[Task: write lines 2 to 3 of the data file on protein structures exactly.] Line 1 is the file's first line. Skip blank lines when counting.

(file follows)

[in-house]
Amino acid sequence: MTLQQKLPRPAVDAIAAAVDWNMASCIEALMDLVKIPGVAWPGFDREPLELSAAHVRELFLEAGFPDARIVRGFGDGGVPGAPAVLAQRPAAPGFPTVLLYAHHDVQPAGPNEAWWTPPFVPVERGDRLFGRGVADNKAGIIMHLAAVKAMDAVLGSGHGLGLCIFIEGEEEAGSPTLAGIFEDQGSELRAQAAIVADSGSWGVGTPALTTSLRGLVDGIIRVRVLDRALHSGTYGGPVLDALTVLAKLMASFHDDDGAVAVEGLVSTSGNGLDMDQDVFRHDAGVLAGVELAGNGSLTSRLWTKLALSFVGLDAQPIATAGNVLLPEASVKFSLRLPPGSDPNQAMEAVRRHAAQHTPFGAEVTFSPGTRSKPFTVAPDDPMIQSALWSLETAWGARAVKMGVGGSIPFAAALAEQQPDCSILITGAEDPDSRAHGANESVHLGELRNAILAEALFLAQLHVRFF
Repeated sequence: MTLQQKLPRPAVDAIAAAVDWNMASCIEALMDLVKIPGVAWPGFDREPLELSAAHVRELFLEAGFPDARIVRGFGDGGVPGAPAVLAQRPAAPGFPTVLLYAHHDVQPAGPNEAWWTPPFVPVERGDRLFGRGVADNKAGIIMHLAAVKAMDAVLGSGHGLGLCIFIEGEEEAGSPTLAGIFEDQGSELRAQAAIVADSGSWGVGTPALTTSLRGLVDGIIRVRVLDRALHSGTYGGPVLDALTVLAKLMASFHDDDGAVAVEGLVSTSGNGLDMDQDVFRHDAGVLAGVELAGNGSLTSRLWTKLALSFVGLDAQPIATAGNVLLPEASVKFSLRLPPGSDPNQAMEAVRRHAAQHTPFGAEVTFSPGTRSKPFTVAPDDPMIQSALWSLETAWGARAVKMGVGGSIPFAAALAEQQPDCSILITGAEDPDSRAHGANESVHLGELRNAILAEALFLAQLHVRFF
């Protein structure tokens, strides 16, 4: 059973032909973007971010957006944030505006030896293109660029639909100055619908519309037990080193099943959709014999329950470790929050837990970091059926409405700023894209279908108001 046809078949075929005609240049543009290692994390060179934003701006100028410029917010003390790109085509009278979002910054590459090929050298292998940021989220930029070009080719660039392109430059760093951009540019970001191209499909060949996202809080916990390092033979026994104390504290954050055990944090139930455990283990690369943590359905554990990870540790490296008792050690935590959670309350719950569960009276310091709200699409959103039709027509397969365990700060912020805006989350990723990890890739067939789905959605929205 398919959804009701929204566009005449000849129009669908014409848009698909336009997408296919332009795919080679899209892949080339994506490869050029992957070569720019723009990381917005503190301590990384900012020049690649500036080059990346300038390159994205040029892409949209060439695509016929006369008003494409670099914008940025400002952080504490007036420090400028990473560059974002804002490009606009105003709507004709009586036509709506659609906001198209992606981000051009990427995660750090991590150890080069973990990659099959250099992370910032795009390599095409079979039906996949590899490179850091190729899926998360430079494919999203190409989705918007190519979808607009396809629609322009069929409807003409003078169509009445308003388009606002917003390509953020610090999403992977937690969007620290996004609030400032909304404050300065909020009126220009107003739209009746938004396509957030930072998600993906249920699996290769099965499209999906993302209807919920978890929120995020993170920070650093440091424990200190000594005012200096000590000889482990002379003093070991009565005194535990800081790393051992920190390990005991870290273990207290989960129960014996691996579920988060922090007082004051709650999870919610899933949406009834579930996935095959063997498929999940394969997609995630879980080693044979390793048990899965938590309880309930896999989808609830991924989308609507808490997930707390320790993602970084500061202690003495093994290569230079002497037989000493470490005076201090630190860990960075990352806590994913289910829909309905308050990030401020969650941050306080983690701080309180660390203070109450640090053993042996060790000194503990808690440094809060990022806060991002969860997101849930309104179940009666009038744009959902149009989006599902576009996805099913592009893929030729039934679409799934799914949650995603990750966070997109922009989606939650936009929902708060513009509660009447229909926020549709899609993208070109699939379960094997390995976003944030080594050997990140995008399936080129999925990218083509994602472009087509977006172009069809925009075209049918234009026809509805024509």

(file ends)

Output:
Amino acid sequence: MTLQQKLPRPAVDAIAAAVDWNMASCIEALMDLVKIPGVAWPGFDREPLELSAAHVRELFLEAGFPDARIVRGFGDGGVPGAPAVLAQRPAAPGFPTVLLYAHHDVQPAGPNEAWWTPPFVPVERGDRLFGRGVADNKAGIIMHLAAVKAMDAVLGSGHGLGLCIFIEGEEEAGSPTLAGIFEDQGSELRAQAAIVADSGSWGVGTPALTTSLRGLVDGIIRVRVLDRALHSGTYGGPVLDALTVLAKLMASFHDDDGAVAVEGLVSTSGNGLDMDQDVFRHDAGVLAGVELAGNGSLTSRLWTKLALSFVGLDAQPIATAGNVLLPEASVKFSLRLPPGSDPNQAMEAVRRHAAQHTPFGAEVTFSPGTRSKPFTVAPDDPMIQSALWSLETAWGARAVKMGVGGSIPFAAALAEQQPDCSILITGAEDPDSRAHGANESVHLGELRNAILAEALFLAQLHVRFF
Repeated sequence: MTLQQKLPRPAVDAIAAAVDWNMASCIEALMDLVKIPGVAWPGFDREPLELSAAHVRELFLEAGFPDARIVRGFGDGGVPGAPAVLAQRPAAPGFPTVLLYAHHDVQPAGPNEAWWTPPFVPVERGDRLFGRGVADNKAGIIMHLAAVKAMDAVLGSGHGLGLCIFIEGEEEAGSPTLAGIFEDQGSELRAQAAIVADSGSWGVGTPALTTSLRGLVDGIIRVRVLDRALHSGTYGGPVLDALTVLAKLMASFHDDDGAVAVEGLVSTSGNGLDMDQDVFRHDAGVLAGVELAGNGSLTSRLWTKLALSFVGLDAQPIATAGNVLLPEASVKFSLRLPPGSDPNQAMEAVRRHAAQHTPFGAEVTFSPGTRSKPFTVAPDDPMIQSALWSLETAWGARAVKMGVGGSIPFAAALAEQQPDCSILITGAEDPDSRAHGANESVHLGELRNAILAEALFLAQLHVRFF